Bonsai trees provoke mixed responses, although well grown, they can be as beautiful as one of nature’s giants. This Trident maple (Acer buergerianum), grown in the twin trunk style, is around 120 years old. Its eggcup sized companion is some kind of fern. Techniques to keep plants so small include wiring them into shape, then pruning roots and branches while restricting them to very small containers.
It’s tempting to see them and feel torn. Is it unnatural? If so, is going against nature cruel?
Bonsai practitioners view their extreme gardening as a traditional art form that extends the lifespan of the tree. Each of their plants has to be lavished with attention and kindness to keep it healthy.
The odd time I’ve seen small stands of bonsai trees growing together, I’ve been amazed. These cypresses don’t look unhappy to me, although one does look like a member of the Household Guard adjusting their bearskin.
We can’t argue that nature is always kind to trees: the odds are stacked high against their potential offspring. A seed plucked from a tree and grown into a bonsai is more likely to live than seeds left to nature.
Most tree seeds are eaten, or fall on ground that is not hospitable. Those that germinate usually die from lack of water, nutrients or sunlight or the attention of deer and other creatures. Most seedlings that survive their first year come to grief well before they reach maturity. This might seem a bit harsh until we remember it is supposed to take millions of acorns on average to produce every mature oak.
I thought this subject would be a good way to introduce Becky’s October challenge, on the topic ‘Kind’.
[Becky is asking us to guess which of the men pictured in her post is her father. My (wild) guess is the third from the left on the middle row.]
34 Replies to “The Art Of Bonsai”
I think bonsai is incredible and have never thought of it as kind or unkind. Just something impossible for me to ever achieve!
What a thought provoking start to squares, I love it.
Am sure I left a reply about Dad, I wonder if it’s hidden in spam? Anyway Dad was in front frow not middle, right at the end with the enormous quiff!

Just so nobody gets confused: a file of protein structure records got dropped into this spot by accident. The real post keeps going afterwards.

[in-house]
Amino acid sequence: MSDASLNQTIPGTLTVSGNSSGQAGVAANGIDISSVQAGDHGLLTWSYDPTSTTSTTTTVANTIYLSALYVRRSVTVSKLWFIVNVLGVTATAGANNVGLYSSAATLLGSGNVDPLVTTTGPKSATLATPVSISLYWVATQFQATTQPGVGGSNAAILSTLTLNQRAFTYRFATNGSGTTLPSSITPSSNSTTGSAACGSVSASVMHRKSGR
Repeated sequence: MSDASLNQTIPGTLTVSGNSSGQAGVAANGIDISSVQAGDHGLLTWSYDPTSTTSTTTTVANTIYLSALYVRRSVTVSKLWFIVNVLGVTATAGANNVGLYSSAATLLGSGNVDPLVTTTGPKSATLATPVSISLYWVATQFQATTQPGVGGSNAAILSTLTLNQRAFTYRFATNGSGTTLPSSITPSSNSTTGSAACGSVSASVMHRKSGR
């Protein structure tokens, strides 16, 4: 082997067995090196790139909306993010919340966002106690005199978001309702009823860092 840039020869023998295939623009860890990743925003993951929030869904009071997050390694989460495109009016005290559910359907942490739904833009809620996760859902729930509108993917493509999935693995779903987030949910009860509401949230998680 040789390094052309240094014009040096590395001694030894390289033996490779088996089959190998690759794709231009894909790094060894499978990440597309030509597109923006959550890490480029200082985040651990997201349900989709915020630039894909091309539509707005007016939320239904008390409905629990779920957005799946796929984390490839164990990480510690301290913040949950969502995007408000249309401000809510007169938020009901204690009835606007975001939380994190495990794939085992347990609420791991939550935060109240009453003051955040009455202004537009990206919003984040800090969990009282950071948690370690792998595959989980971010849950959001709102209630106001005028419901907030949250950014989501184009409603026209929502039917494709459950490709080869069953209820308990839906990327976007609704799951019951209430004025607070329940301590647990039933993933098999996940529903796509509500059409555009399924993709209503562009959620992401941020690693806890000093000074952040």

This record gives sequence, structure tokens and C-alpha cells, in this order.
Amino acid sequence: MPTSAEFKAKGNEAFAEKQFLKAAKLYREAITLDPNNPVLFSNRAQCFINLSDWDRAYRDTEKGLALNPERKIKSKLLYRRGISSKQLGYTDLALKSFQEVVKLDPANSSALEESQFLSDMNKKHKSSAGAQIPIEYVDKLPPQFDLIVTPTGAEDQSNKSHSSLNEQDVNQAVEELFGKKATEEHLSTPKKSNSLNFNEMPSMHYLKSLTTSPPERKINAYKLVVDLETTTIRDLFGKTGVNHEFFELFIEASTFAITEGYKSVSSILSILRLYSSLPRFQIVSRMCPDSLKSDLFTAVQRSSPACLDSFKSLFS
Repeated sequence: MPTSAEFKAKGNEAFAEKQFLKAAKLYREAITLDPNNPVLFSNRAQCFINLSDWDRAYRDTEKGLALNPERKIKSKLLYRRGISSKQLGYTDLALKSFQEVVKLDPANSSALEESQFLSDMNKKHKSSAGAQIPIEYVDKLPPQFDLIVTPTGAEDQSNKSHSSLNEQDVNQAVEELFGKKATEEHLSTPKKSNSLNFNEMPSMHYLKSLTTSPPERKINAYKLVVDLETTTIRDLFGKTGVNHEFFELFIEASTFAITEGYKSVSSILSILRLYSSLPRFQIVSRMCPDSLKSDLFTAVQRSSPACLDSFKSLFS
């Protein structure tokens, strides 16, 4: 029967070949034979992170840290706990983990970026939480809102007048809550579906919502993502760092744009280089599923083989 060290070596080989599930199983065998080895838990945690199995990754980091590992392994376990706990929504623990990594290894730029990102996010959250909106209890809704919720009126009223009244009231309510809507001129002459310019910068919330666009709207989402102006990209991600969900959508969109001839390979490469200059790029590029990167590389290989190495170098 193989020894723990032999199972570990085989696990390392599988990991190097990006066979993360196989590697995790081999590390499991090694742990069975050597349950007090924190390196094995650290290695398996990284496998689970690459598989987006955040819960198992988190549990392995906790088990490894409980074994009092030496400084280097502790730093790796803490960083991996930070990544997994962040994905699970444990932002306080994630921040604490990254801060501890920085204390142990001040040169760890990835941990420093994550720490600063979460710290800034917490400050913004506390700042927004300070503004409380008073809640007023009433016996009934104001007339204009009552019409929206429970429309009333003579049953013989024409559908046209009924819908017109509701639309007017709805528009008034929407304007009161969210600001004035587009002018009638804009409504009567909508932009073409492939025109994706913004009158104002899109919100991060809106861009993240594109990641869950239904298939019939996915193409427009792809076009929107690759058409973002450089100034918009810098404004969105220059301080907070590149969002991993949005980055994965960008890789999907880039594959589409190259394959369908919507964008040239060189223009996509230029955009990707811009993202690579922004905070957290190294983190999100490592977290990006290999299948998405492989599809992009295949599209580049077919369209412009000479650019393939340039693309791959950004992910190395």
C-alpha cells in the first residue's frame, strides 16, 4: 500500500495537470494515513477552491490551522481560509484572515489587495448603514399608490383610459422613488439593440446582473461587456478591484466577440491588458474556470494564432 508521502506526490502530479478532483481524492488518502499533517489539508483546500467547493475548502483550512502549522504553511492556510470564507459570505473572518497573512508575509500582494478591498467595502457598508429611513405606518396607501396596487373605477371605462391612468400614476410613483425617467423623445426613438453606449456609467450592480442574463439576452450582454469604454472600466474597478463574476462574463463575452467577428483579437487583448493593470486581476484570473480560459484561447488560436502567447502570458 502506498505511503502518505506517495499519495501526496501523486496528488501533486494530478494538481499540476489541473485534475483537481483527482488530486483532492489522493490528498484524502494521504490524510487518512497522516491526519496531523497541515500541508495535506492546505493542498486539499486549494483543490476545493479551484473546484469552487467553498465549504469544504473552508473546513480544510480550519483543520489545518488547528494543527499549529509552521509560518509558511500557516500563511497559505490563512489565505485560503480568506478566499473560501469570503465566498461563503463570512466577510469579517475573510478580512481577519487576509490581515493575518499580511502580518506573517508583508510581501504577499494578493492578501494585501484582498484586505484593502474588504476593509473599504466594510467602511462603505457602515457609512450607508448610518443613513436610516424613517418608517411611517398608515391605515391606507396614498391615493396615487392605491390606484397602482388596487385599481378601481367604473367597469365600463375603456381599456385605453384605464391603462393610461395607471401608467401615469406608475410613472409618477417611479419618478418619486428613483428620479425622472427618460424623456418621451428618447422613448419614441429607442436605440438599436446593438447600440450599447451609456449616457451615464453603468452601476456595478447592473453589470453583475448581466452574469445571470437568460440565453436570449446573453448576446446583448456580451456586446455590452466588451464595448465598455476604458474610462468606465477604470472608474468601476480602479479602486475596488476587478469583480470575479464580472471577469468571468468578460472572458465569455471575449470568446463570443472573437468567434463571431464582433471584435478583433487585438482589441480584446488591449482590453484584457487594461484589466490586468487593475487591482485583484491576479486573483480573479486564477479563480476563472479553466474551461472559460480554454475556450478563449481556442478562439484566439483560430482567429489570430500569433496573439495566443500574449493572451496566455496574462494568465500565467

You’ve probably had lots of people asking. I checked the spam but there’s nothing. It would have been a bit mean of them to put you in there on day one.
Glad I wasn’t there, but slightly worried on day one I’m already imagining my replies. It usually takes until day 21 for me to do that 😅
A good question. Kind or not I am always fascinated by them. Wisley used to have some in their garden.
They were there earlier this year.
Some I love, some I don’t, but they all take a lot of effort to produce, so I’ll be kind about them 🙂 🙂
They are like real trees that way – some are shapelier than others.
Interesting thoughts – and I love bonsais. The way they are created is fascinating, time consuming, skilled and – with Love.
I am sure you’re right about the love.
I don’t know much about bonsai and I am in awe of the maple. That circular presentation of the five bonsai plants with the marbled light behind it is absolutely elegant; though I’ve been to the Huntington, I don’t remember any of that. I guess I’ll just have to go back.
They would make a great excuse. They were in or near the Japanese section of the garden.
I remember part of that section but not enough. Obviously I have to see it again. What a wonderful place!
I’d like to go there again too. I read recently that they were redesigning the cactus and succulent garden. I thought that part was truly amazing as it was.
Really! I agree about how amazing that was. As I recall, that was the place I first saw “sky blue pink” in print; I’d always assumed that was something my Grandma Mauck made up. Yet another surprise in a garden!
A very interesting post and you did a good job of making it relevant to the theme. The Hidden Lake Gardens south of where I live has a large collection of bonsai trees.
I looked it up online and saw some nice fall colour.
Lovely post, Susan. I wish I could Bonsai. Perhaps I should issue myself that challenge 🙂
That could become a life long challenge. I accidentally bonsaied a plant by leaving it in too small a pot for many years. When my sweetheart saw it he reproved me, and repotted it and now it’s a giant. I dare say that was not the same thing.
I completely understand. There are so many trees I’d love to own, but simply don’t have the space for them. I have been considering getting into Bonsai for some time for this reason. 🙂
Nature is sometimes a lot like a bonsai gardener! I have a small stand of aspens in my yard that have not grown much in 20 years. They are all bent in one direction. I’m not sure if they are victims of the prevailing winds, or they are reaching out trying to catch a bit more sun!
That’s a good point. One of my favourite (full sized) trees leans over. It is an area where they are planning to build some houses, but I am hoping against hope it will survive.
Bonsai don’t do a lot for me, but I certainly recognise the work that goes into keeping them happy. Not my kind of thing though 😉
I prefer real trees, but I appreciate the care that goes into them.
I suppose they are real trees … just different.
Excellent point! You made me giggle with that one. 🙂
I am in awe. Exquisite!
I’d love to see the maple with fall colour.
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